Head Quarters 28th May 1782
I mentioned to you my Intention to submit the Complaints of the Officers against the Contract for the movg Army—to the Superintendt of Finance they now go to him by this Conveyance—I refer you to his Letter for a Disclosure of their Subjects, of the very serious & alarming Circumstances which we are now brot to from that Quarter—serious indeed they are, & of such Importance as to demand your most earnest & instant Attention—I beg you to consult with Mr Morris & give every Aid in your Power to the Means of obtaing that Relief which is expected by the Army; The Officers placing the Matter of their Subsistence on the footg of a Contract with Government, of equal Solemnity with that of their pay, seeing no prospect of the latter, & findg the former, which is now almost the only means of their Support, not only placed upon very disadvantageous grounds, but the mode of obtaing it subject to continual Changes without their Knowlege or Consent—are exceedingly hurt & alarmed at their Situation—This Consideration Sir! with a persuasion (which some how, has taken deep Root in their Minds) that they are the most neglected & injured part of Community, which affects them the more, while they are conscious of havg & been obliged not only to fight the common Battles of their Country, but often to place themselves between it & the soldiery to suppress Mutiny & Discontents from their Want of Pay & Provisions; makes it necessary that such Measures should be adopted as will give them no Occasion to conjecture that they are curtailed in any part of their day; I am exceedgly impressed with the Necessity of Economising the public Monies—but we must not spin this Thread so fine as to break it—nor should this Economy seem to bear hardest upon those who have already experienced a double share of all the Distresses which have been felt.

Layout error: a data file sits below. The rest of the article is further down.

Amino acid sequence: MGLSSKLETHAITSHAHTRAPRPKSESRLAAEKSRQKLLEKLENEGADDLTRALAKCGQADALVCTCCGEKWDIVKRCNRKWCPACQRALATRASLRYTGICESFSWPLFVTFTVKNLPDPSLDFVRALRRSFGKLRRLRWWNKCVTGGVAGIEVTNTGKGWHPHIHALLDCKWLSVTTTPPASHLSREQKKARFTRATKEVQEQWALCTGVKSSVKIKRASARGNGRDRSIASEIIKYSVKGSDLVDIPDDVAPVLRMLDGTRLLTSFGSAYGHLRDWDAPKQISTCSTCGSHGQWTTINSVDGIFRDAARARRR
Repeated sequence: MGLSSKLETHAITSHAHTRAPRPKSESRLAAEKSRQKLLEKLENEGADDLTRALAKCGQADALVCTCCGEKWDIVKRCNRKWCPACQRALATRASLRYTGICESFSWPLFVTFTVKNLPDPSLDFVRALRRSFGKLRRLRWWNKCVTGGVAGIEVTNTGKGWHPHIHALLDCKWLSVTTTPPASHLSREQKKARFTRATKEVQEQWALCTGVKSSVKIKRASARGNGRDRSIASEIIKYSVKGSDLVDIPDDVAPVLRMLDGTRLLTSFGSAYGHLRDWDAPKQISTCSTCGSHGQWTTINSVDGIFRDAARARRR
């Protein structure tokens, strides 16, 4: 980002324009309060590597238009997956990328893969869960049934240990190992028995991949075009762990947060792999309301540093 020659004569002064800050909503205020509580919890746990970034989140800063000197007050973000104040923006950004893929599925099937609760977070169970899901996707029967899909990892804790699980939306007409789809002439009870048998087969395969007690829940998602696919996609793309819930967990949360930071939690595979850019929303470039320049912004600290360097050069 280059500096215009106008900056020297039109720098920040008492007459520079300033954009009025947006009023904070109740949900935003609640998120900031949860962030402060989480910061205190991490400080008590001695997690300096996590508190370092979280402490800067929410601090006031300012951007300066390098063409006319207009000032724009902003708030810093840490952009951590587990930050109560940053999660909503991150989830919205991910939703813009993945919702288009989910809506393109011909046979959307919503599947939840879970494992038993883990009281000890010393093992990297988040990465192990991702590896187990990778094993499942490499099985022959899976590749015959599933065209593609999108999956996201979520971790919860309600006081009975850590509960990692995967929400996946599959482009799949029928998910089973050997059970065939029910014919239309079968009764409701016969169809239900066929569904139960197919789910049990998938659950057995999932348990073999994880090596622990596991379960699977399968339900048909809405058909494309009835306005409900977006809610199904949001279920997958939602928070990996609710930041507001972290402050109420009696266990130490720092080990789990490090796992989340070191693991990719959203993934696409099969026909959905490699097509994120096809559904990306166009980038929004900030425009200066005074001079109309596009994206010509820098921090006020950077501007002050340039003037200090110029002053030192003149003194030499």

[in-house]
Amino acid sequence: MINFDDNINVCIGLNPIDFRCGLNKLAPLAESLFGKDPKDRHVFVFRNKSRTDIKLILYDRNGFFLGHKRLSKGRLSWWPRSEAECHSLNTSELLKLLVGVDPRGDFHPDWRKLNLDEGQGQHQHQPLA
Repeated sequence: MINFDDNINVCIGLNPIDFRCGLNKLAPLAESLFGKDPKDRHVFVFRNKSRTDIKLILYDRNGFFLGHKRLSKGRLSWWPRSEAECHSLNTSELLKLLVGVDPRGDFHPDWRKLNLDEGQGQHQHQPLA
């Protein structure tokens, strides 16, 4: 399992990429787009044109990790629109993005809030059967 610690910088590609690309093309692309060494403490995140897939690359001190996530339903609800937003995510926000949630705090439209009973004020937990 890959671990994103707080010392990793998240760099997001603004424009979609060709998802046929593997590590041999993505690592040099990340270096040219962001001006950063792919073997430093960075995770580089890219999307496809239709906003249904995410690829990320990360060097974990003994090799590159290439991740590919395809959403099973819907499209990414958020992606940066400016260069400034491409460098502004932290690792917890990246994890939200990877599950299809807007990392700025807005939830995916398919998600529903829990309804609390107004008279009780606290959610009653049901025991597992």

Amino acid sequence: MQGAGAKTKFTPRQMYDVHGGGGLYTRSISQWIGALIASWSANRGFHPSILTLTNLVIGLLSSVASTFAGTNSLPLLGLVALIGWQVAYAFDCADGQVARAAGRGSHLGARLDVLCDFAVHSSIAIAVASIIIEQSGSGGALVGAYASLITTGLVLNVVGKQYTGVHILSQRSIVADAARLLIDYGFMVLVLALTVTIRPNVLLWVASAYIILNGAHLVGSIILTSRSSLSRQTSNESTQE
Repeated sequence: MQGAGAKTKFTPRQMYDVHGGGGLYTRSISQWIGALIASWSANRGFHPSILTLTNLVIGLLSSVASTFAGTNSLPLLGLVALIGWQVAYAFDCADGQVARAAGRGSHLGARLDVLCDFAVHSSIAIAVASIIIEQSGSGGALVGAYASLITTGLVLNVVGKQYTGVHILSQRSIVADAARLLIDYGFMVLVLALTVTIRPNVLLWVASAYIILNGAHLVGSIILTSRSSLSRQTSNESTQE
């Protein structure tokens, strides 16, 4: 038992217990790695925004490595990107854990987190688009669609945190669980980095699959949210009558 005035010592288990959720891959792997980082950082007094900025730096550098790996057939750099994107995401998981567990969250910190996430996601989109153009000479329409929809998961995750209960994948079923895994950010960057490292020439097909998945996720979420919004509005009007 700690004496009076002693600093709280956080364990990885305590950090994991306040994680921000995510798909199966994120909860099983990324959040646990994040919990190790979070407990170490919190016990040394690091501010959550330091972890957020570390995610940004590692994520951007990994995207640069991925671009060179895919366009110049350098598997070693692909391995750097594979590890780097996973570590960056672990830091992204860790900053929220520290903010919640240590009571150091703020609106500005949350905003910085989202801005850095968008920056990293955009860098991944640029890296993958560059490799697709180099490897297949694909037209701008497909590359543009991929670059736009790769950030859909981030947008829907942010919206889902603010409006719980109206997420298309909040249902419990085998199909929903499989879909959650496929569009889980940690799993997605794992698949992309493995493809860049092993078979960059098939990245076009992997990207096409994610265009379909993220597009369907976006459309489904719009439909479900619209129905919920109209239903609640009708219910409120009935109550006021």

You will notice particularly the Anxiety I must be in from a Want of the necessary Deposits for the Garrisons of Westpoint—This is an alarmg Circumstance— articularly at this Time, when we know not the Intentions of the Enemy—but from too many Circumstances, & the Appearance of Intelligence, we have reason to fear the worst from them—Were they to know our Situation, & make a sudden Attempt—what is there to save this important post.
Inclosed is Sir Guy Carletons Reply to my Request respectg the So. Carolina Inhabitants—The facility and Ease with which (passing over every other part of my Letter to him) he has made a full Compliance to that Requisition, strikes me in a very disagreeable point of Light—I transmit it to you, to be presented to Congress, that such Measures may be taken thereon as they shall think proper to direct for my own part, I confess, I am not disposed to seek favors of, or Submit to an Idea of being under Obligation to, Sir Guy, at this Moment of conciliatory War.
To your Question respectg the Hospital in Virginia, conveyed in your Letter of the 16th, I reply—that I had no Idea of an Establishment there upon any extensive plan—The Recruits collecting in that State, with those from Maryland, Delaware & Pennsylvania, which are destined for the Southern Army, I considered to be the Subjects of that Establishment—the Numbers of these Troops you are as good a Judge of as I am, from whence you will form your Estimates of the Quantity of Stores & Medicine that will be wanted—I fear Doctr Tiltons Ideas are naturally formed upon too extravagant a Scale.
Capt. Montour, when he arrives, will be attended to—I care not how long he is kept off my Hands—I expect he will be very troublesome.
DLC: Papers of George Washington.